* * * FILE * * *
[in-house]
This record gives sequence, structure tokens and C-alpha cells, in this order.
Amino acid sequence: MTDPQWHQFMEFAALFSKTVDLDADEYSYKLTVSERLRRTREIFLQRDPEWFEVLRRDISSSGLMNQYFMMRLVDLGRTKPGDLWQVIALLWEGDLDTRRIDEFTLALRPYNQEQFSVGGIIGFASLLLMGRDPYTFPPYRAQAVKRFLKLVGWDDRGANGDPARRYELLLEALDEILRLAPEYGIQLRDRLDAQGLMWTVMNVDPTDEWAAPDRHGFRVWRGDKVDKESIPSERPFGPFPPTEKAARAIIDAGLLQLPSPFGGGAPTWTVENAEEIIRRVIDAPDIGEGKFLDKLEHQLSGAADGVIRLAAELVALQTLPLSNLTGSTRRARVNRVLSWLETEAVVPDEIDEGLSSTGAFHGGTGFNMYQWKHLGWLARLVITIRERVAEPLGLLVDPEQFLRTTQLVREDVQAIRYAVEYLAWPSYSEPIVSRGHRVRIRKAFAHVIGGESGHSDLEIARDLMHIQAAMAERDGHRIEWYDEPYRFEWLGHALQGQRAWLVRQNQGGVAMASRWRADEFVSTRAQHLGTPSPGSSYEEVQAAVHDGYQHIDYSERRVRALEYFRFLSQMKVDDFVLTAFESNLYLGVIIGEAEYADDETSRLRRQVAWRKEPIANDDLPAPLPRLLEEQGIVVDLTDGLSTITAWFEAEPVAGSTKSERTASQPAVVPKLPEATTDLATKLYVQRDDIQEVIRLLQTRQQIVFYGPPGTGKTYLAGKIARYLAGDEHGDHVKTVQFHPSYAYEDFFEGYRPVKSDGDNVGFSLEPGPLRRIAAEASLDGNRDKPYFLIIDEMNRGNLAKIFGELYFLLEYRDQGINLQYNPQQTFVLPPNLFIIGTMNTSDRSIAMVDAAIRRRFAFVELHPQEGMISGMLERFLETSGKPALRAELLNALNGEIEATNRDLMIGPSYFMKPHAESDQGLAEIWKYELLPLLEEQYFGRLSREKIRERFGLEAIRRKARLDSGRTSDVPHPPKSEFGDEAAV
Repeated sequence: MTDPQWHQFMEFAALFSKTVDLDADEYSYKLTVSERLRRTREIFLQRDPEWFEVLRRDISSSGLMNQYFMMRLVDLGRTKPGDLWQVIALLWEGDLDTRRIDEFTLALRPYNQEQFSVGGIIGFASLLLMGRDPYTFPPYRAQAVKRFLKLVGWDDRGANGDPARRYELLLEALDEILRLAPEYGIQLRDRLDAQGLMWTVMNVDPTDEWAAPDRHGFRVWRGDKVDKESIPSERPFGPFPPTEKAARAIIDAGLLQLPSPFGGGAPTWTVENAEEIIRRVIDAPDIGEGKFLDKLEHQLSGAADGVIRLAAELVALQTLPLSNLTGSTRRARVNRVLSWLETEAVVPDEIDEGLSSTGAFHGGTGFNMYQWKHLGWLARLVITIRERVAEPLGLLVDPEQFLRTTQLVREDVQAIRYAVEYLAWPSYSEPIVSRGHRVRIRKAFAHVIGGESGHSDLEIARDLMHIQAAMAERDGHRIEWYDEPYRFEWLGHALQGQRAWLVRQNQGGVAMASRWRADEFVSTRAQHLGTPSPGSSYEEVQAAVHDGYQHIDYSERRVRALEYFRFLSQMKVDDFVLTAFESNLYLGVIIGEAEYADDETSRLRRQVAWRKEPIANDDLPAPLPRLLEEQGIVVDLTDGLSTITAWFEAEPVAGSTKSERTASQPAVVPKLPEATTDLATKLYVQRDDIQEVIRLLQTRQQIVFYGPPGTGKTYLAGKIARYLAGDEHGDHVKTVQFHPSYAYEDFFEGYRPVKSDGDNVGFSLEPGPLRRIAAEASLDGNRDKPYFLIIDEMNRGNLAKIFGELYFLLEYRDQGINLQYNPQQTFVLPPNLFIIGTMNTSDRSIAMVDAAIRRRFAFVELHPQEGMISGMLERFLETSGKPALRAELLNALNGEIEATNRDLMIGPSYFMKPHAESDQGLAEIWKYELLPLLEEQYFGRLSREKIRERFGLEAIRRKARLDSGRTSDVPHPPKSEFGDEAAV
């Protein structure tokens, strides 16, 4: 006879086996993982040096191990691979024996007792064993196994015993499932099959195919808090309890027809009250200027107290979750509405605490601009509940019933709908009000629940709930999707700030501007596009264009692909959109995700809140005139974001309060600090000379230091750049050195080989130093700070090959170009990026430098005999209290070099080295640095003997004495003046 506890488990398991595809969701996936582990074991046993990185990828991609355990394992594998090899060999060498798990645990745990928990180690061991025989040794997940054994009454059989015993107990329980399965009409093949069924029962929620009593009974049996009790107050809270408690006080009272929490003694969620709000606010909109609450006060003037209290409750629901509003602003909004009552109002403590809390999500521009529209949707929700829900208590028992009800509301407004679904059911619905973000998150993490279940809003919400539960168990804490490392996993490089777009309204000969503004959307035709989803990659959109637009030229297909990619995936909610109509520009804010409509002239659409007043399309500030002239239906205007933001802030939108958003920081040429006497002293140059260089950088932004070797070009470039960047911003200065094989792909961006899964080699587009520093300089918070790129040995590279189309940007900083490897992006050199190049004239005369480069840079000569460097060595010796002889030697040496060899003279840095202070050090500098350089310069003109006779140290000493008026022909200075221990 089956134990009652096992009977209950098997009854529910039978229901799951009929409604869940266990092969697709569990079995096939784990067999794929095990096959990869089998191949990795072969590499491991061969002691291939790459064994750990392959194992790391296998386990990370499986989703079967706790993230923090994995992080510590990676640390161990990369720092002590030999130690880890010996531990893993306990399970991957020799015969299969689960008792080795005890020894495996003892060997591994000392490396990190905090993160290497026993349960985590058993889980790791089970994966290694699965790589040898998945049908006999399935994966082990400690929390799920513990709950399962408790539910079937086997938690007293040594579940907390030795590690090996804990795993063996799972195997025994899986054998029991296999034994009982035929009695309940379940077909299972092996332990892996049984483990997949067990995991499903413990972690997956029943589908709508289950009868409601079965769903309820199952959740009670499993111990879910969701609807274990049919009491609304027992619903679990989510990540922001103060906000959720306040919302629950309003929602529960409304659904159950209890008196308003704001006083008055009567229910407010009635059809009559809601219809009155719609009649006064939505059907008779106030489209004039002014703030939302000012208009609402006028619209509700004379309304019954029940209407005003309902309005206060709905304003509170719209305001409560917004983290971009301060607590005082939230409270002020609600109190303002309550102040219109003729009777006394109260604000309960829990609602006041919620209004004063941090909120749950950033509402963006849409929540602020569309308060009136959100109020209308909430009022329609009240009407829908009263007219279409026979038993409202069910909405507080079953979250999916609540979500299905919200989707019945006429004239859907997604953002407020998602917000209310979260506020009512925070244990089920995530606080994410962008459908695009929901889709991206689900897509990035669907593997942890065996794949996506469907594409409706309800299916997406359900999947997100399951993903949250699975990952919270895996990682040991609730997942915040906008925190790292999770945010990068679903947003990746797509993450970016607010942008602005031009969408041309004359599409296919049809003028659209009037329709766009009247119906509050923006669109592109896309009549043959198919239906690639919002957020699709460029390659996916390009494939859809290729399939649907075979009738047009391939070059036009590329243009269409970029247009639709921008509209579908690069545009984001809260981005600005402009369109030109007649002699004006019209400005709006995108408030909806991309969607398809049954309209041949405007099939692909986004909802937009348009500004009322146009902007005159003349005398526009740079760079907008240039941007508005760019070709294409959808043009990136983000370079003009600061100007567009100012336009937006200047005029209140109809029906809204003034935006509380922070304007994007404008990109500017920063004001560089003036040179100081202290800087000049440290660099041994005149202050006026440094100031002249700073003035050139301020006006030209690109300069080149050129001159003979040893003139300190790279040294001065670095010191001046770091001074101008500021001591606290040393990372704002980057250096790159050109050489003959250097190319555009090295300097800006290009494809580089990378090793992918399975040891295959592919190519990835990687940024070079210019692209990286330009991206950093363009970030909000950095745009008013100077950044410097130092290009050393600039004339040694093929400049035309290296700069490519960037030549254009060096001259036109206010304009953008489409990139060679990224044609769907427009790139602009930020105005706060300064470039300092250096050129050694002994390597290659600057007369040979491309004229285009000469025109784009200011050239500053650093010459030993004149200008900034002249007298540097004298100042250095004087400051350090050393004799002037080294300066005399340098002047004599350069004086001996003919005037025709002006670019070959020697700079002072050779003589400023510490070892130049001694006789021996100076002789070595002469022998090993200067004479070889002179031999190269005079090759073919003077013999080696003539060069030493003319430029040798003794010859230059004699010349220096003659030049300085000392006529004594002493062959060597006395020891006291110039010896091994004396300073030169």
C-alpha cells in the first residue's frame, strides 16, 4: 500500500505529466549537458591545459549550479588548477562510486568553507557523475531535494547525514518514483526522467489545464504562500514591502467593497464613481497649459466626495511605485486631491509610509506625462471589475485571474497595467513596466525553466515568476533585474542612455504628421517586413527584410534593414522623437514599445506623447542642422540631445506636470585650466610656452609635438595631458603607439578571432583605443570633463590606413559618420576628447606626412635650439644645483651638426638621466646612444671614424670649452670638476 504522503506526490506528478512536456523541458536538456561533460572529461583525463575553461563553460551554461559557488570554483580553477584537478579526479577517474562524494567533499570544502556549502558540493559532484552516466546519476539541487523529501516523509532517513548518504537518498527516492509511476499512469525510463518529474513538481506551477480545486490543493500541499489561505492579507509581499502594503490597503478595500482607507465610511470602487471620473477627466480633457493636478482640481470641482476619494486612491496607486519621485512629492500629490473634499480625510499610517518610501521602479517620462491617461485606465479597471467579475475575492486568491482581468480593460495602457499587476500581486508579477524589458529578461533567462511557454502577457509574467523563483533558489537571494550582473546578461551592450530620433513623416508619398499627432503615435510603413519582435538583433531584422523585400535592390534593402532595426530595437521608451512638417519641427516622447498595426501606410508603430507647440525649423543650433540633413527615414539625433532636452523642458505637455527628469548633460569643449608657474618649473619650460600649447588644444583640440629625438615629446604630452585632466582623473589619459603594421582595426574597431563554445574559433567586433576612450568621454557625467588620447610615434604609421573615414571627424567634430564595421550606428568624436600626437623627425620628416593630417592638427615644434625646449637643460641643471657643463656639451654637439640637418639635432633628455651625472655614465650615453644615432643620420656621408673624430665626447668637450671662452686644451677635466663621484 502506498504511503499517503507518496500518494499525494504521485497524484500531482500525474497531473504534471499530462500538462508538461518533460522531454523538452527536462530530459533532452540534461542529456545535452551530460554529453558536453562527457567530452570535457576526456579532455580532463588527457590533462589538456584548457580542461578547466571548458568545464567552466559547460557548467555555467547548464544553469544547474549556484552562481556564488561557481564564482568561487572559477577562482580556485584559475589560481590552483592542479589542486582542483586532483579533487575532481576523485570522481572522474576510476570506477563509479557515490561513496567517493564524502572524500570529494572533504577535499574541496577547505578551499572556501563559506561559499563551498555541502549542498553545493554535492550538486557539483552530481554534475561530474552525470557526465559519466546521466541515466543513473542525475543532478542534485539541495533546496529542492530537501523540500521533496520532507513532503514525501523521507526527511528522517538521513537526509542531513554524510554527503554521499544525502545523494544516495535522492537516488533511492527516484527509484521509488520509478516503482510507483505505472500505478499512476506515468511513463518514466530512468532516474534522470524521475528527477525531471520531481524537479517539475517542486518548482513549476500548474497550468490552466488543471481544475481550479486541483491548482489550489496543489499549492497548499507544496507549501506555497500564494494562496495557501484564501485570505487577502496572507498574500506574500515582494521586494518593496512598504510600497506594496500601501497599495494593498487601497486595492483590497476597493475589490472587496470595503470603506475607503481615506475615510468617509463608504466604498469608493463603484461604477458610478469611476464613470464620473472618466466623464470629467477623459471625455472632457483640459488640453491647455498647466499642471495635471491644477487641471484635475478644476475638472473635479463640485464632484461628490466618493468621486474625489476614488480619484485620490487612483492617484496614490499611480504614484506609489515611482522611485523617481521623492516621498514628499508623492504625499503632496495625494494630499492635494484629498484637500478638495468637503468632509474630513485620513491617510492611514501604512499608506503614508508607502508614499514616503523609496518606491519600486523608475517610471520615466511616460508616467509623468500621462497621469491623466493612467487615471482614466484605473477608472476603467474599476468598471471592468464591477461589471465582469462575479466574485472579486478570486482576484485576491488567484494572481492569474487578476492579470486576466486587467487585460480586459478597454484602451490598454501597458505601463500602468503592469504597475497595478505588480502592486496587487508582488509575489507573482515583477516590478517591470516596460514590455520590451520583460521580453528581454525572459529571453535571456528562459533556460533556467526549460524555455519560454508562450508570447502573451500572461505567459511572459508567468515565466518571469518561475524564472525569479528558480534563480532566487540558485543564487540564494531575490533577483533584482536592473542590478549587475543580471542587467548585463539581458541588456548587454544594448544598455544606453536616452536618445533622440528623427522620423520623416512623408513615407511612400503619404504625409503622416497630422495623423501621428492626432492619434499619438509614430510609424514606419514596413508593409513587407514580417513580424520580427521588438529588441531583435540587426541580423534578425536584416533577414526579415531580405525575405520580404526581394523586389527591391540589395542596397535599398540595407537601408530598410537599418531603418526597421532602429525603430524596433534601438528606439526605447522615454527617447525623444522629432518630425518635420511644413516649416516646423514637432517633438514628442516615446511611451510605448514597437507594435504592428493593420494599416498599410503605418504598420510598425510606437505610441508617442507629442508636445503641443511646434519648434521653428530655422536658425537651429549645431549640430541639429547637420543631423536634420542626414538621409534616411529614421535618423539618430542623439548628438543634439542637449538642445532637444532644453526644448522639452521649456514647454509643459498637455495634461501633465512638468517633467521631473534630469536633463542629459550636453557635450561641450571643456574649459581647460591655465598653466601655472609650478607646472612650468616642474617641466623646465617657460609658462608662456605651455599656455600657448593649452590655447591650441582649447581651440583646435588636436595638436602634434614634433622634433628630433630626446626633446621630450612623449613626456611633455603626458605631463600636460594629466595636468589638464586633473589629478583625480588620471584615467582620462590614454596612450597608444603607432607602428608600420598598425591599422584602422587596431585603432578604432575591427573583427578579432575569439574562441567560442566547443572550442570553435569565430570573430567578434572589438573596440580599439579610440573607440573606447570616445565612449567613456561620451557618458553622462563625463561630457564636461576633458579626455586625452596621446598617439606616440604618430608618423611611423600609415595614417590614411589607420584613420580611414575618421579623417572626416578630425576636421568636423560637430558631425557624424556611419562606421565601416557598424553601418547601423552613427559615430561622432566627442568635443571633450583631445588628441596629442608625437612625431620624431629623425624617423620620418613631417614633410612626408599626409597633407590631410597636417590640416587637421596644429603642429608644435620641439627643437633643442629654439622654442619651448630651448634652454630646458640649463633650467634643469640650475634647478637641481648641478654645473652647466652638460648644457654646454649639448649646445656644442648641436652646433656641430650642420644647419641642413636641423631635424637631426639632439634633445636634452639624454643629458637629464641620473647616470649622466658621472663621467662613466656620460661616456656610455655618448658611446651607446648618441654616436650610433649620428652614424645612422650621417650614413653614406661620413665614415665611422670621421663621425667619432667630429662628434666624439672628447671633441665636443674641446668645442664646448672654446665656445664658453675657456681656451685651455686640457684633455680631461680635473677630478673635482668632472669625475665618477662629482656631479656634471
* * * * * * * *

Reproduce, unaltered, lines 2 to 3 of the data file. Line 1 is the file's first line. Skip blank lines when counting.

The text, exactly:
This record gives sequence, structure tokens and C-alpha cells, in this order.
Amino acid sequence: MTDPQWHQFMEFAALFSKTVDLDADEYSYKLTVSERLRRTREIFLQRDPEWFEVLRRDISSSGLMNQYFMMRLVDLGRTKPGDLWQVIALLWEGDLDTRRIDEFTLALRPYNQEQFSVGGIIGFASLLLMGRDPYTFPPYRAQAVKRFLKLVGWDDRGANGDPARRYELLLEALDEILRLAPEYGIQLRDRLDAQGLMWTVMNVDPTDEWAAPDRHGFRVWRGDKVDKESIPSERPFGPFPPTEKAARAIIDAGLLQLPSPFGGGAPTWTVENAEEIIRRVIDAPDIGEGKFLDKLEHQLSGAADGVIRLAAELVALQTLPLSNLTGSTRRARVNRVLSWLETEAVVPDEIDEGLSSTGAFHGGTGFNMYQWKHLGWLARLVITIRERVAEPLGLLVDPEQFLRTTQLVREDVQAIRYAVEYLAWPSYSEPIVSRGHRVRIRKAFAHVIGGESGHSDLEIARDLMHIQAAMAERDGHRIEWYDEPYRFEWLGHALQGQRAWLVRQNQGGVAMASRWRADEFVSTRAQHLGTPSPGSSYEEVQAAVHDGYQHIDYSERRVRALEYFRFLSQMKVDDFVLTAFESNLYLGVIIGEAEYADDETSRLRRQVAWRKEPIANDDLPAPLPRLLEEQGIVVDLTDGLSTITAWFEAEPVAGSTKSERTASQPAVVPKLPEATTDLATKLYVQRDDIQEVIRLLQTRQQIVFYGPPGTGKTYLAGKIARYLAGDEHGDHVKTVQFHPSYAYEDFFEGYRPVKSDGDNVGFSLEPGPLRRIAAEASLDGNRDKPYFLIIDEMNRGNLAKIFGELYFLLEYRDQGINLQYNPQQTFVLPPNLFIIGTMNTSDRSIAMVDAAIRRRFAFVELHPQEGMISGMLERFLETSGKPALRAELLNALNGEIEATNRDLMIGPSYFMKPHAESDQGLAEIWKYELLPLLEEQYFGRLSREKIRERFGLEAIRRKARLDSGRTSDVPHPPKSEFGDEAAV